Petitioner filed a habeas corpus petition in the Tulare County Superior Court challenging the Board's decision. In denying relief, the state court concluded that the Board did not rely solely on immutable factors and that the Board's reliance on petitioner's failure to participate meaningfully in self-help programming constituted "some evidence" to justify the denial of parole. The California Court of Appeal and California Supreme Court summarily denied relief. Respondents concede the petition is timely and that the claims are exhausted.

II. STANDARDS OF REVIEW

Because this action was filed after April 26, 1996, the provisions of the Antiterrorism and Effective Death Penalty Act of 1996 ("AEDPA") are presumptively applicable. See Lindh v. Murphy, 521 U.S. 320, 336 (1997); Calderon v. United States Dist. Ct. (Beeler), 128 F.3d 1283, 1287 (9th Cir. 1997), cert. denied, 522 U.S. 1099 (1998). The AEDPA does not, however, apply in all circumstances. When it is clear that a state court has not reached the merits of a petitioner's claim, because it was not raised in state court or because the court denied it on procedural grounds, the AEDPA deference scheme does not apply and a federal habeas court must review the claim de novo. See Pirtle v. Morgan, 313 F.3d 1160 (9th Cir. 2002) (holding that the AEDPA did not apply where Washington Supreme Court refused to reach petitioner's claim under its "re-litigation rule"); see also Killian v. Poole, 282 F.3d 1204, 1208 (9th Cir. 2002) (holding that, where state court denied petitioner an evidentiary hearing on perjury claim, AEDPA did not apply because evidence of the perjury was adduced only at the evidentiary hearing in federal court); Appel v. Horn, 250 F.3d 203, 210 (3d Cir.2001) (reviewing petition de novo where state court had issued a ruling on the merits of a related claim, but not the claim alleged by petitioner). When the state court does not reach the merits of a claim, "concerns about comity and federalism . . . do not exist." Pirtle, 313 F. 3d at 1167.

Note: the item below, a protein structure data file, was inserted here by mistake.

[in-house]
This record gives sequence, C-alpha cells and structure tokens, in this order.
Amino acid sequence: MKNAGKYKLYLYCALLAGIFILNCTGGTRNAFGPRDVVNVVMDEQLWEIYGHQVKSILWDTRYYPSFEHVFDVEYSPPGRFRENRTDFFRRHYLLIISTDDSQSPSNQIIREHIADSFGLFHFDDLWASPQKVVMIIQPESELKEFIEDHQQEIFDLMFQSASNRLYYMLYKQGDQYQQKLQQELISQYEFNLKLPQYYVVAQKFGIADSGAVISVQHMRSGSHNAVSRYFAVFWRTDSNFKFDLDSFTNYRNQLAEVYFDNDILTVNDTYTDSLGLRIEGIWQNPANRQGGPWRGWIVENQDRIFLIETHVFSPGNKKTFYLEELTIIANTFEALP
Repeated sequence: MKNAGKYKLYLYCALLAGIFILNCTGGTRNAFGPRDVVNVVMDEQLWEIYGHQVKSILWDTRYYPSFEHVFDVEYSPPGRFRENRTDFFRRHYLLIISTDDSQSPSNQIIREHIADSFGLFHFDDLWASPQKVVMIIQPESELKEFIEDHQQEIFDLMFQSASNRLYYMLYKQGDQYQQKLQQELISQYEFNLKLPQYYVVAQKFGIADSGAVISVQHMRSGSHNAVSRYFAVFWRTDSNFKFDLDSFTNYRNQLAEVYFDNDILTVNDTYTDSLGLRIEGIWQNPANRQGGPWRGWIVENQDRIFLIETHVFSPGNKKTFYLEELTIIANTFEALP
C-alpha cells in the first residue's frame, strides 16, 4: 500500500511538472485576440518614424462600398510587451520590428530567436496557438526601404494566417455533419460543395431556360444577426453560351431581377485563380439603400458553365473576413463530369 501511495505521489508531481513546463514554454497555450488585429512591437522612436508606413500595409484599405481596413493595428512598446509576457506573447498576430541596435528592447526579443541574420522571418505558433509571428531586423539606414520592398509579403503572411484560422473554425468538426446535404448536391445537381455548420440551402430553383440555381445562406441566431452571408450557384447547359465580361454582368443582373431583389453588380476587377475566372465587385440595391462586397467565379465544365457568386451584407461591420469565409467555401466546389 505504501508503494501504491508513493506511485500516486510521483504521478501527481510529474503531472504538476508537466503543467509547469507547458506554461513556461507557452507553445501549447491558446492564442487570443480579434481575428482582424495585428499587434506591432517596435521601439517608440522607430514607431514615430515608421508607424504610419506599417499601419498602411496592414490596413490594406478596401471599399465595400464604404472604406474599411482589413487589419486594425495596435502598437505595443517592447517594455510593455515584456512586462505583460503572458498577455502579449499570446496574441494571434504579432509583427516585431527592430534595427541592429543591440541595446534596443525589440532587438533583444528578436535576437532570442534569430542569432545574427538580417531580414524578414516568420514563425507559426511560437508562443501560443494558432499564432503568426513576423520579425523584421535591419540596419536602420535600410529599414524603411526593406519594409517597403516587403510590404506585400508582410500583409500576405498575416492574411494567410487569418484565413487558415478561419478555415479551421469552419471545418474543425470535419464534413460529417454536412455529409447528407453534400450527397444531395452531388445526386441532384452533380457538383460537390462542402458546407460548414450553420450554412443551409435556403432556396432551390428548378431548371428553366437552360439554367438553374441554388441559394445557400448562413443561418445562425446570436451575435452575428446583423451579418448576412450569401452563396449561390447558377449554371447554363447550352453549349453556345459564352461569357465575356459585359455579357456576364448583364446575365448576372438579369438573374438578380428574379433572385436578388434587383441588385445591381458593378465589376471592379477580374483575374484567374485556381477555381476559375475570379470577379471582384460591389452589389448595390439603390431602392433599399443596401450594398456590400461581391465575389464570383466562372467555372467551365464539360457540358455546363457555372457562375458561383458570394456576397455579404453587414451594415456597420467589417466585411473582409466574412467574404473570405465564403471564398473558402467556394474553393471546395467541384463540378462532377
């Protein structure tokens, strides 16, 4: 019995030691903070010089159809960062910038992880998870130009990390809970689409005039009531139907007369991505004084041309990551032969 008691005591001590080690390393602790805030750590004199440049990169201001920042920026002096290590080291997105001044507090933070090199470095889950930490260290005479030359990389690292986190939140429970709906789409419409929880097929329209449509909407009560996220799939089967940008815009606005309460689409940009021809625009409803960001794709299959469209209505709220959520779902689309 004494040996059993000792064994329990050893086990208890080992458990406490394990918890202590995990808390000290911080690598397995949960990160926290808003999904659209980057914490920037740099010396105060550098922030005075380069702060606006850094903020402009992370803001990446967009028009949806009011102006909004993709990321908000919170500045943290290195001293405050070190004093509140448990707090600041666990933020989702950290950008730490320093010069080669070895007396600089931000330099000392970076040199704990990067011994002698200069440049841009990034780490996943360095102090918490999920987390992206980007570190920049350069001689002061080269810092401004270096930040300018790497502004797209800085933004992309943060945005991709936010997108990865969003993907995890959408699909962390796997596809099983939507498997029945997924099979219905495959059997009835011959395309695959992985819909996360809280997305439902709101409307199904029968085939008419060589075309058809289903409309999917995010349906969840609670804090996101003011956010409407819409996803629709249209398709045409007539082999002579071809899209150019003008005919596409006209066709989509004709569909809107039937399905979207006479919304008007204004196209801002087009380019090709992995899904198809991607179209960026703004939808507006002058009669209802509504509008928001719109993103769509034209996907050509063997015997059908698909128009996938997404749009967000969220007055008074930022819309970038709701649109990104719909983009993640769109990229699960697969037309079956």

Where AEDPA is applicable, federal habeas relief under 28 U.S.C. § 2254(d) is not available for any claim decided on the merits in state court proceedings unless the state court's adjudication of the claim:

(1) resulted in a decision that was contrary to, or involved an unreasonable application of, clearly established Federal law, as determined by the Supreme Court of the United States; or

(2) resulted in a decision that was based on an unreasonable determination of the facts in light of the evidence presented in the State court proceeding.

Under § 2254(d)(1), federal habeas relief is available only where the state court's decision is "contrary to" or represents an "unreasonable application of" clearly established law. Under both standards, "clearly established law" means those holdings of the United States Supreme Court as of the time of the relevant state court decision. See Carey v. Musladin, 549 U.S. 70, 74 (2006) (citing Williams, 529 U.S. at 412) . "What matters are the holdings of the Supreme Court, not the holdings of lower federal courts." Plumlee v. Masto, 512 F.3d 1204 (9th Cir. 2008) (en banc). Supreme Court precedent is not clearly established law, and therefore federal habeas relief is unavailable, unless it "squarely addresses" an issue. See Moses v. Payne, 555 F.3d 742, 753-54 (9th Cir. 2009) (citing Wright v. Van Patten, 552 U.S. 120, 28 S.Ct. 743, 746 (2008)). For federal law to be clearly established, the Supreme Court must provide a "categorical answer" to the question before the state court. See id.; see also Carey, 549 U.S. at 76-77 (holding that a state court's decision that a defendant was not prejudiced by spectators' conduct at trial was not contrary to, or an unreasonable application of, the Supreme Court's test for determining prejudice created by state conduct at trial because the Court had never applied the test to spectators' conduct). Circuit court precedent may not be used to fill open questions in the Supreme Court's holdings. See Carey, 549 U.S. at 74.